Android users are being warned about a nasty new type of malware, dubbed MaliBot, that can break through a phone’s security to gain a terrifying level of access. The bug – which was discovered by researchers at F5 Labs – is being spread via SMS text messages and is fully capable of stealing passwords, bank details and accessing cryptocurrency from Android phones – but that’s just the start of it.
The malicious software can also access text messages, take captures of what is on an Android screen and also get past two-factor authentication (2FA). The latter is a big concern, as 2FA is meant to add an extra layer of security which protects accounts and should stop hackers from gaining access even if they have your username and password.
When 2FA is enabled, you will be sent a unique security code – via a text – that is used as an additional login. It’s almost impossible for cyber thieves to access this one-off pin number without your knowledge but the new MailBot malware allows them to do exactly that making this a serious threat.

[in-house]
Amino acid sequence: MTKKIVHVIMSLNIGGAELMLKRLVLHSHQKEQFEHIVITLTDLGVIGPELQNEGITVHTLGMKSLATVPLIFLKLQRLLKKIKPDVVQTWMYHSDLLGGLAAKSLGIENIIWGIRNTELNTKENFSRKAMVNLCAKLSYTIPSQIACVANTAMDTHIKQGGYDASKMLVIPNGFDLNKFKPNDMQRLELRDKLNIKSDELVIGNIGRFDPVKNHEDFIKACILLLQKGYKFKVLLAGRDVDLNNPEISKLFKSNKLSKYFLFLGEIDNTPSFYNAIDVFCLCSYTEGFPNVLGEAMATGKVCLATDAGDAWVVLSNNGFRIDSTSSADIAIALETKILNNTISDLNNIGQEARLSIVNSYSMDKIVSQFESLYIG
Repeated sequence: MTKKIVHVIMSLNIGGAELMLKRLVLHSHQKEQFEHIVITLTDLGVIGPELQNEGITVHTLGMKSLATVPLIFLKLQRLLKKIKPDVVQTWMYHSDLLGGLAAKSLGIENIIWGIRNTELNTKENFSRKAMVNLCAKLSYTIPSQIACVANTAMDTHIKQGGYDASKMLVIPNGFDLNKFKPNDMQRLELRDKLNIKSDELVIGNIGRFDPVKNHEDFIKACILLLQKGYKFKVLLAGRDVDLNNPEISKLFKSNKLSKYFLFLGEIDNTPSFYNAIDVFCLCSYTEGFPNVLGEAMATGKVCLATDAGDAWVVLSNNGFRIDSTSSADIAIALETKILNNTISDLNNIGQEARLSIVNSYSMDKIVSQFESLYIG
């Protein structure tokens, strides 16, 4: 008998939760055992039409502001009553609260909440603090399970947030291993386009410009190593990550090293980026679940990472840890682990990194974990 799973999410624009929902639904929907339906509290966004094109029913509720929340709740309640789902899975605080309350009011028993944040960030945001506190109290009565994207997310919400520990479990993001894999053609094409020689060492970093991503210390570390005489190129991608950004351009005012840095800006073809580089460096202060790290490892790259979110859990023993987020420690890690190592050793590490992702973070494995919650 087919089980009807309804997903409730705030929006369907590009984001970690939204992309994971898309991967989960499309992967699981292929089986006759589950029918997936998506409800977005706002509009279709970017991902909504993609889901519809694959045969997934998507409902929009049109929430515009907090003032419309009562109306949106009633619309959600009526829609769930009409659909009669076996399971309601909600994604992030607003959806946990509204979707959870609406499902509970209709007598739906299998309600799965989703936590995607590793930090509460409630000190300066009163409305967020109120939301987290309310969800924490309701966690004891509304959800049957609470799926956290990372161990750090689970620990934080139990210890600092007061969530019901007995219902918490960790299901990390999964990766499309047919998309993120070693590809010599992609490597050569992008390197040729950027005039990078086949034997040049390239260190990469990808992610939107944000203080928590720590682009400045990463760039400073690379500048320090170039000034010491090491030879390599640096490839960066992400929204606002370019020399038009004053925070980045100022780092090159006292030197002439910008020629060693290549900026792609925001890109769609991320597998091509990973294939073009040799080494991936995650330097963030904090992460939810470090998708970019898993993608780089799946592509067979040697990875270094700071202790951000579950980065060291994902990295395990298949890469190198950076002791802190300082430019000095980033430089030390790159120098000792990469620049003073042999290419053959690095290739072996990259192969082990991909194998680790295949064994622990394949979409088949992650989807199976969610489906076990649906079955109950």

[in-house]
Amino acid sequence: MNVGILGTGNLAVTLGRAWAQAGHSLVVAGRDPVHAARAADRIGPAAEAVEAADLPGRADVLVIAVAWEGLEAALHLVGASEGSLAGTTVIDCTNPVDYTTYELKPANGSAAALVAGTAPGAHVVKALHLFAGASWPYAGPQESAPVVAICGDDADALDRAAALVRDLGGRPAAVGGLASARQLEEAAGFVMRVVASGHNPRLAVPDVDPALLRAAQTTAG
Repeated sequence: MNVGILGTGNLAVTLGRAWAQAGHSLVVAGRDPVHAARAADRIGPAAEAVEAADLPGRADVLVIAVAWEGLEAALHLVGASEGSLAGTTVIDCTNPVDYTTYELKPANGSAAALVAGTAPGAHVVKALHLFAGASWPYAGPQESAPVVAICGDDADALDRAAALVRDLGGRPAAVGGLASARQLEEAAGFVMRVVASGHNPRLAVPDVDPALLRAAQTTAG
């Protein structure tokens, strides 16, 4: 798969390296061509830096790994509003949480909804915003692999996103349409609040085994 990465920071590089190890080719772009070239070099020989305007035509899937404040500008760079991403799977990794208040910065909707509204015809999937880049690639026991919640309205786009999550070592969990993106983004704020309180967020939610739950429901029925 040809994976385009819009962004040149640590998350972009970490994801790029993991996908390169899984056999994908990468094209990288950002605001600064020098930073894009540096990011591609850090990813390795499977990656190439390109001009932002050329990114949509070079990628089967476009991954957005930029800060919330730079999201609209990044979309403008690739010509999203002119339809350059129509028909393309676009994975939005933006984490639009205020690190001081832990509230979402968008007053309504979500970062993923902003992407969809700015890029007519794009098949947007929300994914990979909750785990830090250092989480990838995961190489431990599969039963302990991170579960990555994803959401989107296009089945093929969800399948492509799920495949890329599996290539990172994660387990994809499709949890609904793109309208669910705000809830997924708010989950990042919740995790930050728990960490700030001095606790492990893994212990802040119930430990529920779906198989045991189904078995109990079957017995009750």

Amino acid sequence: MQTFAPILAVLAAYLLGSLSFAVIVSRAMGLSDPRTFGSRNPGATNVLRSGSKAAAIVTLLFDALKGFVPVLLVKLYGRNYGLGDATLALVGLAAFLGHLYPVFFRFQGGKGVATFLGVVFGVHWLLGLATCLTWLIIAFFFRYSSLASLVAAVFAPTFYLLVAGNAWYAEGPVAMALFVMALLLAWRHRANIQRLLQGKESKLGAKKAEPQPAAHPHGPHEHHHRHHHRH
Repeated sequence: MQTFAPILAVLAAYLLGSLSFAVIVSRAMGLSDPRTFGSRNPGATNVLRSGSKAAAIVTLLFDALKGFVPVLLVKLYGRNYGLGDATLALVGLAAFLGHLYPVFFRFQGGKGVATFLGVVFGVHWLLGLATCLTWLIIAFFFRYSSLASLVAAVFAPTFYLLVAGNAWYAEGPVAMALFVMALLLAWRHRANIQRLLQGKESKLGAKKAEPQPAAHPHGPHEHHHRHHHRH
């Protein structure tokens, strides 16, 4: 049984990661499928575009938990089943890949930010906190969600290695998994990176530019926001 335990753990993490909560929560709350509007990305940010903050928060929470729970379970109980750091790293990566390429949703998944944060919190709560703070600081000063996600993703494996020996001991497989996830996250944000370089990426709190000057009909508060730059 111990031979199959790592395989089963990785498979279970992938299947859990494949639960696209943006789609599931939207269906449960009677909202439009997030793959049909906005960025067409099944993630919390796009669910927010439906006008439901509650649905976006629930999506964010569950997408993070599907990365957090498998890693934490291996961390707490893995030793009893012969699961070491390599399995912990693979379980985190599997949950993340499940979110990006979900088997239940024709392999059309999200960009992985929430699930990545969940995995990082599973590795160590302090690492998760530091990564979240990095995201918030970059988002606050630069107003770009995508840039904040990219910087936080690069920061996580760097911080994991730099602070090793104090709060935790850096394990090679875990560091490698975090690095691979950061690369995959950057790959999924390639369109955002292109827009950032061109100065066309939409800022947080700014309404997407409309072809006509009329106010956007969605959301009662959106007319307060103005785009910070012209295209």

If you want to stay safe from this attack, then there’s one easy thing you can do with your Android phone today.
The MailBot malware – like other threats – is being spread via unsolicited messages, this time SMS texts. Messages spreading MailBot have tried to direct users to fraudulent websites where they are encouraged to click on a link on that site.
To help keep yourself safe from this dangerous malware threat, just be wary of any texts you get from unknown contacts trying to get you to click on links or head to unknown websites.
According to a report by ZDNet, two malicious websites have been discovered spreading the malware – including one that is a fake website for a popular cryptocurrency tracking app that has over a million downloads on the Google Play Store.
Once a device has been infected, MailBot is also able to use a compromised phone to send texts to other numbers further spreading the malware.
So far, researchers have noted that MailBot is mainly targeting users of Italy and Spanish banks. But they warn, “we can expect a broader range of targets to be added to the app as time goes on”.
MailBot isn’t the only dangerous piece of malware that has recently been spread via texts.
Earlier this year Express.co.uk reported on how the FluBot malware – which is capable of siphoning credit card details – had made a return in the UK and was being spread via texts.